CHASE, William Merritt
(b. 1849, Williamsburg, d. 1916, New York)

Idle Hours

Oil on canvas, 65 x 90 cm
Amon Carter Museum, Fort Worth

Teaching in public or state art schools by artists associated with Impressionism was of central importance in the American dissemination of the new art and its ideas. Summer schools devoted to open-air painting became established in the 1890s as an integral part of American art teaching. The most popular and successful of the schools was the Shinnecock Summer School, opened on Long Island in 1891. It was founded by William Merrit Chase who taught the methods and practice of open-air painting there for twelve consecutive summers.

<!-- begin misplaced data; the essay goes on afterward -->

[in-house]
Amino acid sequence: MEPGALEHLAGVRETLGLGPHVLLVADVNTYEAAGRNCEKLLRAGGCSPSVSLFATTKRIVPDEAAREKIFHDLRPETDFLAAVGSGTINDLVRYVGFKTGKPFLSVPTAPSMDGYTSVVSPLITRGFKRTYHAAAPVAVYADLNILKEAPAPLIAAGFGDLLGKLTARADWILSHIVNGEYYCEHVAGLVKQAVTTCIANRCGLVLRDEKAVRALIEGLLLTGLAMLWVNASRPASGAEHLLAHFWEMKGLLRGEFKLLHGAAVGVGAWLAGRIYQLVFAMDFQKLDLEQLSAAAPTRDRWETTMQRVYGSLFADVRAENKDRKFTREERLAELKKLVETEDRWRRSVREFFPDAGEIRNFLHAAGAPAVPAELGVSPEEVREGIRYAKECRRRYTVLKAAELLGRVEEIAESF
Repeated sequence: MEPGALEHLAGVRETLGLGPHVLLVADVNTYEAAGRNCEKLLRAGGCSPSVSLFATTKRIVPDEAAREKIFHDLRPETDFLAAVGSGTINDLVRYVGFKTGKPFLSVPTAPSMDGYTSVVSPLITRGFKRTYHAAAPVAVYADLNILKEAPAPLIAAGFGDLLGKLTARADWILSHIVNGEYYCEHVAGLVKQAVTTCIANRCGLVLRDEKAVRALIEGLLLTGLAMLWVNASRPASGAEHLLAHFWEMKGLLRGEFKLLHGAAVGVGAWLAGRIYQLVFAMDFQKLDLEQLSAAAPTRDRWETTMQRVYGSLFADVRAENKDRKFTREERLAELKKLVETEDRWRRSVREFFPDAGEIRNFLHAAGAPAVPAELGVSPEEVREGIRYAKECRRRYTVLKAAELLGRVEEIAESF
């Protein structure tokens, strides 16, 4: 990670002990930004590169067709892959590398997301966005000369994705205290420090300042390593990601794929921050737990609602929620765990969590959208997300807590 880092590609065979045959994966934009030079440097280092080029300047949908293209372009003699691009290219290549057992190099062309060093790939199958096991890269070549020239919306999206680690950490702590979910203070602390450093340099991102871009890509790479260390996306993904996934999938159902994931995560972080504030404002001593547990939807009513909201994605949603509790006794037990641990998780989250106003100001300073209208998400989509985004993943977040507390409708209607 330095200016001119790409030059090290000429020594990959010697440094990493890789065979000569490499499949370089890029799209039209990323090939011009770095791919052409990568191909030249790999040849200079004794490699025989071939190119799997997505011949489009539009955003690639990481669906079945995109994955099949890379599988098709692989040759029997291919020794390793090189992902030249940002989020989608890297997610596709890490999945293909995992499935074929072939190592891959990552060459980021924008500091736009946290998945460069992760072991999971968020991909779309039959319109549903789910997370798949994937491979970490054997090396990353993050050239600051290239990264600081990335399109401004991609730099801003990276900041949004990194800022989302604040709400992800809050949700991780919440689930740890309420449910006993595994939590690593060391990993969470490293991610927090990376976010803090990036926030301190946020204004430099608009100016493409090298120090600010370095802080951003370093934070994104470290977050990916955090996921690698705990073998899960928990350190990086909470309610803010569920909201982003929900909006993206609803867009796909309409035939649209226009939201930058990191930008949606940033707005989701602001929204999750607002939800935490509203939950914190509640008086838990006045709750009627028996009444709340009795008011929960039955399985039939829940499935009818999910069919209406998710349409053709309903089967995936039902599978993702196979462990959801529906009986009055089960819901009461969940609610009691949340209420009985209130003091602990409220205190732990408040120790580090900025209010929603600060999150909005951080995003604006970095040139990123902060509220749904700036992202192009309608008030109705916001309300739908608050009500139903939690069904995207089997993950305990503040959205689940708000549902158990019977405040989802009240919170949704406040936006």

The carefree cheerfulness that Chase's canvases emanate became increasingly Impressionist in technique as the 1890s wore on. He became master of the flickering atmospherics of light set off by blue strips of sea or sky and enlivened by women and children in bright summer dresses. The dunes and beaches of Shinnecock on Long Island provided Chase with his staple material. A particularly fine example of this period in his work is Idle Hours.

© Web Gallery of Art, created by Emil Krén and Daniel Marx.